Skip to main content

Proper handling of used batteries

Batteries used in many household and office products, as well as motor vehicle batteries, contain a variety of heavy metals and other materials that can be harmful to human health and the environment if not handled properly. Many of these materials can be recovered and reused by specialized recyclers.

The publication below provides a guide to managing different types of batteries.

For electronics that contain batteries, find an electronics collection site or mail-back program registered with E-Cycle Wisconsin.

Special requirements for non-household batteries

There are different requirements for batteries from households and batteries from businesses and other non-households. Many batteries, including lead-acid batteries, are regulated as universal (hazardous) waste when not generated by households. Visit Managing universal waste in Wisconsin for more information.

Dry cell batteries

Batteries used in homes, businesses and schools


Dry cell batteries are used in many products – including portable electronics, power tools, watches, calculators, hand-held vacuum cleaners, lawn care equipment, flashlights, toys and hearing aids. They come in many sizes and shapes and include both rechargeable and non-rechargeable battery types. They include alkaline, alkaline rechargeable, lithium, lithium-ion, metal hydride, mercuric oxide, nickel-cadmium, silver oxide and zinc-air batteries. They include AAA, AA, C, D, 9V, button, coin and other sizes, and may also be incorporated in products (such as cellphones and laptops).

You can reduce waste by buying rechargeable batteries when possible. When rechargeable batteries come to the end of their lifespan, they can be recycled.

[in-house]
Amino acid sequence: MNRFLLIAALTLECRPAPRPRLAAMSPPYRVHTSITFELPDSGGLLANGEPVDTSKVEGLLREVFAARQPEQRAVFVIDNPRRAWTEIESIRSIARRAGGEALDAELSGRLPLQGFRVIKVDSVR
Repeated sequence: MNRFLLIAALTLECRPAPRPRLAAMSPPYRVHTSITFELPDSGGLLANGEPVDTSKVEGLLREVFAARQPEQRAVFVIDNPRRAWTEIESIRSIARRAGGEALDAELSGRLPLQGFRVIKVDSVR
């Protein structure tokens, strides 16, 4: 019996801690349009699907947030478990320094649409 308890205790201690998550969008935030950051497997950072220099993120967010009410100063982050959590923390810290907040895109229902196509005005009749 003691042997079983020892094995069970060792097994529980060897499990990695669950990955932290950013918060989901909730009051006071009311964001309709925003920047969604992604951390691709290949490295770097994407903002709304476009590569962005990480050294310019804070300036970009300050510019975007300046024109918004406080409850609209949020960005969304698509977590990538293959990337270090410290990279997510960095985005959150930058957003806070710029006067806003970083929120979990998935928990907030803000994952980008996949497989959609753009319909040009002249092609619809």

Alkaline batteries may be put in the trash, but some battery retailers or other recycling locations may accept alkalines for recycling.

Environmental and safety impacts of dry cell batteries

The materials in many types of dry cell batteries – including mercury, lithium, cadmium, lead and acids – have the potential to be hazardous wastes. If these batteries are burned or landfilled, the heavy metals in them can be released into the environment.

Many batteries, particularly rechargeable lithium-ion batteries used in many electronics, have a significant risk of fire if they are mishandled or damaged. For that reason, it is important to handle used batteries properly.

Safe management of used batteries from households


While households are not required to recycle batteries, putting non-alkaline batteries in the trash or curbside recycling carts/bins can pose a risk to garbage collectors, recycling facilities, solid waste transfer stations and landfills because of the potential for the batteries to catch on fire, especially if damaged by equipment.

Wisconsin has banned many types of consumer electronics from landfill or incinerator disposal. These electronics can be recycled through E-Cycle Wisconsin.

If storing batteries for recycling, you can reduce fire risk by taping ends of batteries with clear packing tape or putting each battery in an individual plastic bag, and storing them in a non-metal, leakproof container with a lid (such as a plastic bucket).

Find battery recycling locations

Do NOT place batteries or electronics in curbside recycling carts or bins, because they may cause a fire if damaged by equipment in recycling trucks or facilities.

To find a drop-off location in your area for rechargeable or other batteries: